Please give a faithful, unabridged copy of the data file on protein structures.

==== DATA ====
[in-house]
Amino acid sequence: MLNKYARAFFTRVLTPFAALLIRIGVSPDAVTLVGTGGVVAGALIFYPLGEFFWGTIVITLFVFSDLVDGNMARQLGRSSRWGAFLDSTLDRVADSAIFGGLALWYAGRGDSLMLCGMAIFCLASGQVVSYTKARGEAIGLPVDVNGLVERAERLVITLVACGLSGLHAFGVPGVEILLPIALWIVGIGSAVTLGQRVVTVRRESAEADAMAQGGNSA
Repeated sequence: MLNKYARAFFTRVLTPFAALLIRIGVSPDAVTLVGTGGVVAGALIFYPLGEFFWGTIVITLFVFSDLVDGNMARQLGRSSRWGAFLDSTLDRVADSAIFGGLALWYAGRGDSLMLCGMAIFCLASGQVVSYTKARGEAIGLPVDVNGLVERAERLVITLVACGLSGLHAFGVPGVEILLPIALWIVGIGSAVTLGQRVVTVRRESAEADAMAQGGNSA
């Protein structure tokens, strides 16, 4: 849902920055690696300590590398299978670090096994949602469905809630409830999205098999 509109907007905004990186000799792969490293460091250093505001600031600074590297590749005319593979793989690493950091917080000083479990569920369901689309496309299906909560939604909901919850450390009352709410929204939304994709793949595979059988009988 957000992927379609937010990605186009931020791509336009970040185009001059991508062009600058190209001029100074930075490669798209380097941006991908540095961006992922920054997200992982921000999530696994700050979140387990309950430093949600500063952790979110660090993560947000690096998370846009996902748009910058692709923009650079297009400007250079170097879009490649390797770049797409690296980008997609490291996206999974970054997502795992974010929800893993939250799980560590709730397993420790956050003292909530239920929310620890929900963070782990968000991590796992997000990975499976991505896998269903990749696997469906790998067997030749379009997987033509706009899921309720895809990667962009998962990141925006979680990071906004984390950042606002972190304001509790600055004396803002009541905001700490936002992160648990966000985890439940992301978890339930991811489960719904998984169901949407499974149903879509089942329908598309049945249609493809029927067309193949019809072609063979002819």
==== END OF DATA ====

[in-house]
Amino acid sequence: MLNKYARAFFTRVLTPFAALLIRIGVSPDAVTLVGTGGVVAGALIFYPLGEFFWGTIVITLFVFSDLVDGNMARQLGRSSRWGAFLDSTLDRVADSAIFGGLALWYAGRGDSLMLCGMAIFCLASGQVVSYTKARGEAIGLPVDVNGLVERAERLVITLVACGLSGLHAFGVPGVEILLPIALWIVGIGSAVTLGQRVVTVRRESAEADAMAQGGNSA
Repeated sequence: MLNKYARAFFTRVLTPFAALLIRIGVSPDAVTLVGTGGVVAGALIFYPLGEFFWGTIVITLFVFSDLVDGNMARQLGRSSRWGAFLDSTLDRVADSAIFGGLALWYAGRGDSLMLCGMAIFCLASGQVVSYTKARGEAIGLPVDVNGLVERAERLVITLVACGLSGLHAFGVPGVEILLPIALWIVGIGSAVTLGQRVVTVRRESAEADAMAQGGNSA
């Protein structure tokens, strides 16, 4: 849902920055690696300590590398299978670090096994949602469905809630409830999205098999 509109907007905004990186000799792969490293460091250093505001600031600074590297590749005319593979793989690493950091917080000083479990569920369901689309496309299906909560939604909901919850450390009352709410929204939304994709793949595979059988009988 957000992927379609937010990605186009931020791509336009970040185009001059991508062009600058190209001029100074930075490669798209380097941006991908540095961006992922920054997200992982921000999530696994700050979140387990309950430093949600500063952790979110660090993560947000690096998370846009996902748009910058692709923009650079297009400007250079170097879009490649390797770049797409690296980008997609490291996206999974970054997502795992974010929800893993939250799980560590709730397993420790956050003292909530239920929310620890929900963070782990968000991590796992997000990975499976991505896998269903990749696997469906790998067997030749379009997987033509706009899921309720895809990667962009998962990141925006979680990071906004984390950042606002972190304001509790600055004396803002009541905001700490936002992160648990966000985890439940992301978890339930991811489960719904998984169901949407499974149903879509089942329908598309049945249609493809029927067309193949019809072609063979002819």